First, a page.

From craft beer label materials to the no-label look, today’s label options are endless. Hugh Lenz explains how labels can help drinks get noticed and sold
For beverage consumer packaged goods companies, competition at the shelf for consumer attention has never been fiercer. The emergence of store brands, regional brands, versioning, and customisation, to name just a few, combined with the sheer growth in the number of products vying for attention, are driving brand owners and packaging designers to pursue new directions in label and package design that create a premium, differentiated look, engage consumers and motivate purchase. Fortunately, next-generation pressure-sensitive products and technologies can help beverages get noticed and sold by creating labels and packaging tailored to the demands of a changing public.
Benefits of pressure-sensitive labels
No matter the market, pressure-sensitive labelling is gaining in popularity. According to The Freedonia Group in its Labels to 2015 study, pressure-sensitive is the material of choice for more than 70% of labelled products, a demand said to rise 5.2% annually. In the US, label demand will reach US$19 billion in 2017 according to a 2013 MarketWatch release, with the pressure-sensitive segment accounting for more than 75% of the total market.
The continued appeal of pressure-sensitive label decoration can be attributed to its versatility in delivering high-impact shelf appeal, improved operational benefits versus other decorating technologies, flexibility for late stage product differentiation and its effectiveness in dealing with SKU complexity due to easy and efficient label changeovers on the application line.
So what’s creating this growth? Aesthetic and performance factors from evolving pressure-sensitive technologies are driving label trends that dovetail with consumer demands.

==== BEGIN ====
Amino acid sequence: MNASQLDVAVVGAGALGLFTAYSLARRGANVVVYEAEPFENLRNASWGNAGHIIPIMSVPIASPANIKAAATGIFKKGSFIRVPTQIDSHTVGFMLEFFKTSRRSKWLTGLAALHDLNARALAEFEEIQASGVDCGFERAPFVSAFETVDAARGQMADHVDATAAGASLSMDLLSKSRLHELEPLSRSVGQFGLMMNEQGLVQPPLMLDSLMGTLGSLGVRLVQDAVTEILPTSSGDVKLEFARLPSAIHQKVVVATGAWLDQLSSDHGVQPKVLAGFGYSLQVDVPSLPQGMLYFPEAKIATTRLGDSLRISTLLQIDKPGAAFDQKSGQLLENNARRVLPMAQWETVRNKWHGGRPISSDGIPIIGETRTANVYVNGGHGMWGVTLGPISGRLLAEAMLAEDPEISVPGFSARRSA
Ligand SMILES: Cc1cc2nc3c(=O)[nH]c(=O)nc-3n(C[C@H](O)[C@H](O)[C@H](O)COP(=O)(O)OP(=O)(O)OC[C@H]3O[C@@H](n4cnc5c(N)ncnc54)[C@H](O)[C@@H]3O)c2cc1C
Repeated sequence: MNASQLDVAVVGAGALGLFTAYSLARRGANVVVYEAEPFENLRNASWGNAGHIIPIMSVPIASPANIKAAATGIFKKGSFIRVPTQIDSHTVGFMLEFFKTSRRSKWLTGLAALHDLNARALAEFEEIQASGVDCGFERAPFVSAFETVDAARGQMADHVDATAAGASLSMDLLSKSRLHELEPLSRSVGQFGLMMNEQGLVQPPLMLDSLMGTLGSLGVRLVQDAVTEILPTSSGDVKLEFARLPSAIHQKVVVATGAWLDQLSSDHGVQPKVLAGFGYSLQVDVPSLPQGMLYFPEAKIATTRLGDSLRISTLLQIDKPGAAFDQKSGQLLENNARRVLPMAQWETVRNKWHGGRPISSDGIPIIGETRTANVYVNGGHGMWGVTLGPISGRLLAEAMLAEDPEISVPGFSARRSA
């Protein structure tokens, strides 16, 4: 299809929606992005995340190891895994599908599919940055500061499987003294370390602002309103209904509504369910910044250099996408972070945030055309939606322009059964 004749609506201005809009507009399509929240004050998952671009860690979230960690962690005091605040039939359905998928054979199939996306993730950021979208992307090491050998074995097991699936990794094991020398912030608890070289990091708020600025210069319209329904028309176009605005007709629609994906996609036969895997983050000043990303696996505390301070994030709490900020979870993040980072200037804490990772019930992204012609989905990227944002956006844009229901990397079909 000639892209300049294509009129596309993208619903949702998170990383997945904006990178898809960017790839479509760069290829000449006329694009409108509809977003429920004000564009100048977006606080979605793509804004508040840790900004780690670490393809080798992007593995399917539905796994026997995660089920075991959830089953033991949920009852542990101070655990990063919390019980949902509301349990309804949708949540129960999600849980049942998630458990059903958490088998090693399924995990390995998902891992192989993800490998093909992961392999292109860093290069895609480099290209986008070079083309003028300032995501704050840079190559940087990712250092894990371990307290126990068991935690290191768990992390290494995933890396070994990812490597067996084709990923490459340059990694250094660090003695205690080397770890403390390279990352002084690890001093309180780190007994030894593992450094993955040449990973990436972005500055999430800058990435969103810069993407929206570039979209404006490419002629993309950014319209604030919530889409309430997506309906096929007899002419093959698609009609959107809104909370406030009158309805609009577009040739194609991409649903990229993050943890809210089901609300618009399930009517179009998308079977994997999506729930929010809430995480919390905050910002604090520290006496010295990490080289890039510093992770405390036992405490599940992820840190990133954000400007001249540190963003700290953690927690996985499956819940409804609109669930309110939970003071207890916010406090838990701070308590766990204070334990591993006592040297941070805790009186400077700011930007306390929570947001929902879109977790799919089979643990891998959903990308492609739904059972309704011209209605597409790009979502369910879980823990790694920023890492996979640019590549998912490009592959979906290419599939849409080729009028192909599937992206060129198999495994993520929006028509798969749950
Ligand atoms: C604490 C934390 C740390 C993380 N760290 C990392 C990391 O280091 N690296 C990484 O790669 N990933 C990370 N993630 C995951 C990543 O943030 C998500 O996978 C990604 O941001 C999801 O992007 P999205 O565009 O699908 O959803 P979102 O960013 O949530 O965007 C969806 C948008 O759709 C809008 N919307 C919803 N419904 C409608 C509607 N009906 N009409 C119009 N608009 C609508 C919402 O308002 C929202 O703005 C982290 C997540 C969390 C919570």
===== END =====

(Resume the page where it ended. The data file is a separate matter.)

Consumers have become increasingly savvy, with a growing appreciation of and demand for packaging aesthetics. Product shelf appeal is a must have and consumer packaged goods worldwide are finding shelf power equates to brand power.
A large portion of shelf power, however, is the ability to create consumer trust by making packaging transparent. The no-label look created by clear pressure-sensitive film materials allows consumers to see exactly what they’re buying, increasing consumer confidence and trust.
The new Avery Dennison adhesive portfolio ClearCut, for example, provides best-in-class clarity, non-water whitening and wet out performance, making it valuable for beverage converters. It also enables further downgauging of filmic facestocks and liner systems, delivering sustainability benefits by reducing overall material consumption while improving manufacturing efficiencies through fewer roll changes on application lines.
The need to succeed at shelf is encouraging packaging designers to innovate materials. And many are combining technological innovations with interactivity to attract consumer attention. For instance: thermochromatic inks on packaging are now telling consumers whether the beer they’re buying is cold inside; and electroluminescent labels, along with a graphic equalizer display, are allowing packaging to light up
As technology becomes ever present in consumers’ lives, people are embracing and expecting tech enhanced experiences everywhere—including in labelling and packaging. Smart packaging is such an innovation. One of its most promising areas is near field communications (NFC). NFC can deliver information directly from a brands package to a consumers NFC enabled smartphone. The technology can link to almost any kind of digital content -- such as a website, coupon, survey, or video/music stream -- all without the inconvenience of downloading an app.